Before individuals consider consuming home remedies, one of the things they need to find out is how that concoction may interact with the other drugs they are currently taking. This rule is no less true when people take ginger. It has been around as a safe and traditional source of relief for centuries. It is, nevertheless, critical that caution is exercised, particularly when a person is taking multiple medications.
There is a substantial list of drugs believed to show no negative interaction with ginger. For safety reasons, though, it is always best to consult with a doctor before taking ginger in large doses or as part of a continuing therapy.
For instance, Acetaminophen and Naproxen are two common painkillers generally deemed safe to take with ginger. In some references, however, these analgesics are differently classified, casting vagueness on the safety of ginger when taken with these medications. This is why clarification must be sought first prior to its use as a continuing treatment.
Ginger is reputed to interfere with blood clotting. Therefore, individuals who take blood thinners or anticoagulants would be well advised to use ginger as a regular remedy with the supervision of a health professional. To be on the safe side, aspirin, Plavix, Ibuprofen, Naproxen, Fragmin, and Lovenox should be counted as drugs with blood thinning properties.
Ibritumomab tiuxetan and omacetaxine mepesuccinate are two drugs that are best not taken with ginger. This also holds true for the herb hawthorn, which is indicated for heart disease, as well as low and high blood pressure.
Ginger and metronidazole are definitely not a good fit. Metronidazole is an antibiotic that is used in the treatment of a variety of infections, including amebiasis, trichomoniasis, and other anaerobic bacterial infections (septicemia, endometritis, endomyometritis,meningitis, etc.).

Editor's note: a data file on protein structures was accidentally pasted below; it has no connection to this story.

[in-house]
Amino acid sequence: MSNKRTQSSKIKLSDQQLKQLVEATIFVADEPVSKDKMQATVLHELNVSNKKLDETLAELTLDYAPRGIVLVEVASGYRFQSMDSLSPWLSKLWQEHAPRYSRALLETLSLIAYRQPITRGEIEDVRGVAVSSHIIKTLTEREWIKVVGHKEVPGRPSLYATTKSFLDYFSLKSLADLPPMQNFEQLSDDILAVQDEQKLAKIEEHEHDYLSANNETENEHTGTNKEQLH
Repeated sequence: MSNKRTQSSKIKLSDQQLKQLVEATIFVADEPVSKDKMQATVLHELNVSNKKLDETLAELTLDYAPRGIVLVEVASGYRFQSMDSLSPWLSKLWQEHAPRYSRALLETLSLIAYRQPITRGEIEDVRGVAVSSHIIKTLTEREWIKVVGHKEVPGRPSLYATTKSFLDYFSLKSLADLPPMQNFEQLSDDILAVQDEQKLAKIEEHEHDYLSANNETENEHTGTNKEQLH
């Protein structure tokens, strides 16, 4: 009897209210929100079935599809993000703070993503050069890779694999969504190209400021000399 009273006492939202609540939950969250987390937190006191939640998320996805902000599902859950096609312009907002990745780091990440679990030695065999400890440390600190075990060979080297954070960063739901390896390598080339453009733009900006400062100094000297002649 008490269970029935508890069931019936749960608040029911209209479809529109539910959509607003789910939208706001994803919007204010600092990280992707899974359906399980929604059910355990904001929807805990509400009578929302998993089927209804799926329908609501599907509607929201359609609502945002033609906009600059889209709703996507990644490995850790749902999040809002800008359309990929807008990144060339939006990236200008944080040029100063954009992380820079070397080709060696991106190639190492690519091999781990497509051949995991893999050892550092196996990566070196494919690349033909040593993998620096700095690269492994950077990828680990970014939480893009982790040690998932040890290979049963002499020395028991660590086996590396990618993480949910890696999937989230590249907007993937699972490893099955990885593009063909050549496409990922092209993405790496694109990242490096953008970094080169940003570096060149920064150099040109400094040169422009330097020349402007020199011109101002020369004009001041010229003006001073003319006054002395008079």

Taking ginger while on metronidazole can increase the absorption of the drug. This means it can cause metronidazole to reach toxicity at a faster rate than when it is used alone. This also means enhancing the drug’s side effects.
Blood pressure medicines comprise another set of drugs that can have poor interactions with ginger. Included in this set of drugs are calcium channel blockers. There is a possibility that taking ginger with these drugs may actually cause an individual’s blood pressure to drop lower than is healthy. Taking ginger along an antihypertensive may also trigger irregular heartbeat.
Nifedipine, verapamil, felodipine, and amlodipine are blood pressure medicines are included in the list of drugs that need to be monitored if you are a regular ginger drinker.
Ginger is believed to bring down blood sugar levels and because of this, people who take anti-diabetes medication need to monitor their blood sugar levels conscientiously. Glyburide, insulin, pioglitazone, rosiglitazone, and glipizide are included in the list of anti-diabetes drugs that call for monitoring when ginger is added to the mix.
When ginger is taken in combination with certain drugs, there are cases when caution and monitoring should be applied. Consulting a health care provider is advised to know how to proceed with the therapy.
This is the case with some non-steroidal anti-inflammatory drugs, with some blood pressure drugs, and with certain anti-diabetes medicines. In general, however, centuries of popular use has shown that ginger is a safe herb, and it can be taken for a wide range of health needs.